Here’s a 1987 book for kids, which is arguably most notable for its illustrations by John Schoenherr. That won the Caldecott Medal for illustrations. Proper belting!
Now we’re almost sure this work is the one we remember from childhood. Our memory is a bit hazy, but if not then it all looks rather lovely all the same. Thusly, let’s take a look.
Imagine, if you will, Arnold Schwarzenegger narrating the above work. There, that’s how to make things a bit more engaging, eh?
This work has triggered many a birdwatching enthusiast. As fans of owls, we also inadvertently wrote our short story Hoot, owls hoot a while back (nice plug there, eh).
But as a book for kids, there are two essential things at play here. Pretty pictures and concise, impactful sentences.
It’s the story of a man bloke (aka father) who takes his miniature human female (daughter) owling on a winter’s night.
They discover an enormous one during their trek – a great horned owl. And they revel in the moonlit magnificence of the experience.
Right, so as with many books for children is a simple and gentle affair. Yolen chose a few different concepts to mark her work out, though.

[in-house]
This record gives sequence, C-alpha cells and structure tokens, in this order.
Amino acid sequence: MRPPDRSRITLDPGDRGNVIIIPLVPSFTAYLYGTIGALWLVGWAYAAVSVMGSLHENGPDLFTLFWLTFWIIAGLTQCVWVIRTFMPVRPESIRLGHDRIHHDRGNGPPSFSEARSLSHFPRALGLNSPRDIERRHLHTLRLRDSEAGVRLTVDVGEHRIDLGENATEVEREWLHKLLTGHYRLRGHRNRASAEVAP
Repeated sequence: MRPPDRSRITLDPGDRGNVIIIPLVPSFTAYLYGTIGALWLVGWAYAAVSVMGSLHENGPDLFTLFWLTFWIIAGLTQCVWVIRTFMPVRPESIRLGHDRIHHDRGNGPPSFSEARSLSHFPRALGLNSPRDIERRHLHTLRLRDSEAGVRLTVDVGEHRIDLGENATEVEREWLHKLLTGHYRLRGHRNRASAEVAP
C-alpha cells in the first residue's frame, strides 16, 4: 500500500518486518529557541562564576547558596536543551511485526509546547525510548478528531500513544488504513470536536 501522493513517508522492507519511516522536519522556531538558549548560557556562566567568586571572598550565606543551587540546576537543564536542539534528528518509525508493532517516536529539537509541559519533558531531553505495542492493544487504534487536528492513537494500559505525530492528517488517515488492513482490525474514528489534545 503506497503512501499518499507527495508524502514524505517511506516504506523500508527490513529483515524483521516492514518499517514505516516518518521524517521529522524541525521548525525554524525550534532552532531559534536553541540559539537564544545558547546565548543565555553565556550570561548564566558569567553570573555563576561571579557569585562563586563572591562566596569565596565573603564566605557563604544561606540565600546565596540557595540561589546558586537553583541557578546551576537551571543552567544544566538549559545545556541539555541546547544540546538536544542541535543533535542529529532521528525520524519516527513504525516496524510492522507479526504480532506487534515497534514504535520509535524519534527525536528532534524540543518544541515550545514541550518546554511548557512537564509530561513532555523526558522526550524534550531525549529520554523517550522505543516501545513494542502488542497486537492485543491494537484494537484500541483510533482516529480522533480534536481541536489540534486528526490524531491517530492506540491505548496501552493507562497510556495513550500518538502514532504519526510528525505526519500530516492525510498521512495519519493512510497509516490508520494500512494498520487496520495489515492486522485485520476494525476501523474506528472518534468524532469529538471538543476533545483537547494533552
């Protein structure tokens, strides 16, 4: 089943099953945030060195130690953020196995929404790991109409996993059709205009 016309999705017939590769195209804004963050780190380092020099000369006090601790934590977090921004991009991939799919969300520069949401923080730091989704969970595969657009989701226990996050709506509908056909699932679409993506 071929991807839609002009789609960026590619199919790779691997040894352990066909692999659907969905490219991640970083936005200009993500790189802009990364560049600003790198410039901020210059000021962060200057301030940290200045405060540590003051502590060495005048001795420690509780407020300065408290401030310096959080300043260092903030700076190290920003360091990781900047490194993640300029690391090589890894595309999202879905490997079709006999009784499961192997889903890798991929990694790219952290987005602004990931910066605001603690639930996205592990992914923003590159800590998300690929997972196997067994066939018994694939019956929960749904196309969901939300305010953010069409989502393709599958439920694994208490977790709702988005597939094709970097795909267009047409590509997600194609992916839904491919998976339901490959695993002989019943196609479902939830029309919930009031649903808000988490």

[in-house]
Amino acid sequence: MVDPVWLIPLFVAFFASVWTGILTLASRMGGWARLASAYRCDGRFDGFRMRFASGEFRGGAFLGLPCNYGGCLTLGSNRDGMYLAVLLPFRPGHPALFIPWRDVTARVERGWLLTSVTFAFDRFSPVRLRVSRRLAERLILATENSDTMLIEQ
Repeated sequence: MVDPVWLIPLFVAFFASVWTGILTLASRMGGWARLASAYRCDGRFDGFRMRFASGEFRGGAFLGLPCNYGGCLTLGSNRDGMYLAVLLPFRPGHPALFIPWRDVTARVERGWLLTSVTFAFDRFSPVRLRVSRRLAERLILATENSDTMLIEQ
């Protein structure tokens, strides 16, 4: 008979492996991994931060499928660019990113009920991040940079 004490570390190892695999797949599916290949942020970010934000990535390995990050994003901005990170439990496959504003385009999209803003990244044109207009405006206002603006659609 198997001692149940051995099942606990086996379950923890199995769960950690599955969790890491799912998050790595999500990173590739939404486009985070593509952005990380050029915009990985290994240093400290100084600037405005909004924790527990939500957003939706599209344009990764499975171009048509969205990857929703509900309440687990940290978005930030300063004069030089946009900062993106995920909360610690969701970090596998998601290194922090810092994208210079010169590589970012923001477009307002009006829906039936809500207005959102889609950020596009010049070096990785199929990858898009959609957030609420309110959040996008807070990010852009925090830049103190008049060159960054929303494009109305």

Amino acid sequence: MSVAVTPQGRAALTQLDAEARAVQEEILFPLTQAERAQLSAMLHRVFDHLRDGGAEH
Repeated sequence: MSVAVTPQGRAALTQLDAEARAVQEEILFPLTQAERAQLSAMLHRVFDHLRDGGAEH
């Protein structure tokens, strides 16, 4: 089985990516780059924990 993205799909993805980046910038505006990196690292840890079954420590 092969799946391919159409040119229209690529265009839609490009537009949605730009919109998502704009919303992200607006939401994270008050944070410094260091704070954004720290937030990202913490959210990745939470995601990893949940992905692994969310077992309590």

First, it’s a story of a daughter with her father. The writer said she felt most kids books always showed the mother/daughter relationship.
It’s also a call out to birdwatching (and we can refer you to Joe Harkness’ Bird Therapy again here), plus the simple joys of family life.
Now, we don’t have kids but if we did then we’d read them this book and take them out owling as well. The natural world is important, y’all? Don’t forget!
Heck, we’d get this activity in pronto for any whippersnapper to remind them there’s a life away from a smartphone screen.
And now a bit about the author, who’s responsible for over 379 books!
Yolen lives in Massachusetts and has written about other things such as toads in space (we really want to read that one, to be honest). Her other works include How Do Dinosaurs Say Goodnight?
She’s reached the status of a Goddess of American childrens literature. And that’s impressive, as writing books for kids is difficult.
It may seem easy, but there’s a real skill to it as you can’t resort to f-bombs at the drop of a hat to liven up discourse.
No, you must use your imagination. And it’s a wonderful thing. Kids read these things, are left spellbound, and when they grow up there’s that happy memory left deep in your conscience.
And it’s all about the memories, whether it’s Roald Dahl’s The Twits for us or whatever kids book you loved.
With the stress of adult life, you can still find a quiet moment to hark back to your childhood years and revel in the simple and life-affirming joy of a work. Et merci!